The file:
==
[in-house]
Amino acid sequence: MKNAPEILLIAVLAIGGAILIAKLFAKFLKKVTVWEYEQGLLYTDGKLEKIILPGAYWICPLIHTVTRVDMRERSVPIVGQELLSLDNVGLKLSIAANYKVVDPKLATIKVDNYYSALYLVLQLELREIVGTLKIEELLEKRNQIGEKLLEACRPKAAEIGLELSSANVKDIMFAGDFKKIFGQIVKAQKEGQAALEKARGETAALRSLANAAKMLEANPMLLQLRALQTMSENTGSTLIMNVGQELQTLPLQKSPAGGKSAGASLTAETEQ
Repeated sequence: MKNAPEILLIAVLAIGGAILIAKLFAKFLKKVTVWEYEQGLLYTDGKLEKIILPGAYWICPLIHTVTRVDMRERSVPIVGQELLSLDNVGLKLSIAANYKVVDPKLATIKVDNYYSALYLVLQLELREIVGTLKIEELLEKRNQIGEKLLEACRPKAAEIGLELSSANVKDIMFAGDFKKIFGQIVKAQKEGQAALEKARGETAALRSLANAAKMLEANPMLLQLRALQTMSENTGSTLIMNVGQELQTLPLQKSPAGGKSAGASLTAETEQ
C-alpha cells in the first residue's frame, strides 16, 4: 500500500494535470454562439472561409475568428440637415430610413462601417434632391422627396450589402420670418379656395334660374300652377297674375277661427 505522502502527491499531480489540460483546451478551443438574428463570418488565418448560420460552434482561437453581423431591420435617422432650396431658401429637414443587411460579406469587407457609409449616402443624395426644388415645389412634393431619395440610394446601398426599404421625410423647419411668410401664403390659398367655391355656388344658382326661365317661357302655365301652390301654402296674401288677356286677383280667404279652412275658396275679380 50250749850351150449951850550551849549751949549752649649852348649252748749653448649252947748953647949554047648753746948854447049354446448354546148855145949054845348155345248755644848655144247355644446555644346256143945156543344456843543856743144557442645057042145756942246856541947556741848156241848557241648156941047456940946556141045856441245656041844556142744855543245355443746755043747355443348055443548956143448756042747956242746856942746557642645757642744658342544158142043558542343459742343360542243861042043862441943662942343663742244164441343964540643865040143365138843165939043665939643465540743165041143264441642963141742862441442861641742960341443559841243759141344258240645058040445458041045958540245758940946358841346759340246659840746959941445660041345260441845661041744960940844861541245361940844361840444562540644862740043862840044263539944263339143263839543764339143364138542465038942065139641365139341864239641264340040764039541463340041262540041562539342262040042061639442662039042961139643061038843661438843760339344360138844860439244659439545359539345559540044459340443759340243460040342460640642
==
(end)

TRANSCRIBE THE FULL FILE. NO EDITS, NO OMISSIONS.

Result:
[in-house]
Amino acid sequence: MKNAPEILLIAVLAIGGAILIAKLFAKFLKKVTVWEYEQGLLYTDGKLEKIILPGAYWICPLIHTVTRVDMRERSVPIVGQELLSLDNVGLKLSIAANYKVVDPKLATIKVDNYYSALYLVLQLELREIVGTLKIEELLEKRNQIGEKLLEACRPKAAEIGLELSSANVKDIMFAGDFKKIFGQIVKAQKEGQAALEKARGETAALRSLANAAKMLEANPMLLQLRALQTMSENTGSTLIMNVGQELQTLPLQKSPAGGKSAGASLTAETEQ
Repeated sequence: MKNAPEILLIAVLAIGGAILIAKLFAKFLKKVTVWEYEQGLLYTDGKLEKIILPGAYWICPLIHTVTRVDMRERSVPIVGQELLSLDNVGLKLSIAANYKVVDPKLATIKVDNYYSALYLVLQLELREIVGTLKIEELLEKRNQIGEKLLEACRPKAAEIGLELSSANVKDIMFAGDFKKIFGQIVKAQKEGQAALEKARGETAALRSLANAAKMLEANPMLLQLRALQTMSENTGSTLIMNVGQELQTLPLQKSPAGGKSAGASLTAETEQ
C-alpha cells in the first residue's frame, strides 16, 4: 500500500494535470454562439472561409475568428440637415430610413462601417434632391422627396450589402420670418379656395334660374300652377297674375277661427 505522502502527491499531480489540460483546451478551443438574428463570418488565418448560420460552434482561437453581423431591420435617422432650396431658401429637414443587411460579406469587407457609409449616402443624395426644388415645389412634393431619395440610394446601398426599404421625410423647419411668410401664403390659398367655391355656388344658382326661365317661357302655365301652390301654402296674401288677356286677383280667404279652412275658396275679380 50250749850351150449951850550551849549751949549752649649852348649252748749653448649252947748953647949554047648753746948854447049354446448354546148855145949054845348155345248755644848655144247355644446555644346256143945156543344456843543856743144557442645057042145756942246856541947556741848156241848557241648156941047456940946556141045856441245656041844556142744855543245355443746755043747355443348055443548956143448756042747956242746856942746557642645757642744658342544158142043558542343459742343360542243861042043862441943662942343663742244164441343964540643865040143365138843165939043665939643465540743165041143264441642963141742862441442861641742960341443559841243759141344258240645058040445458041045958540245758940946358841346759340246659840746959941445660041345260441845661041744960940844861541245361940844361840444562540644862740043862840044263539944263339143263839543764339143364138542465038942065139641365139341864239641264340040764039541463340041262540041562539342262040042061639442662039042961139643061038843661438843760339344360138844860439244659439545359539345559540044459340443759340243460040342460640642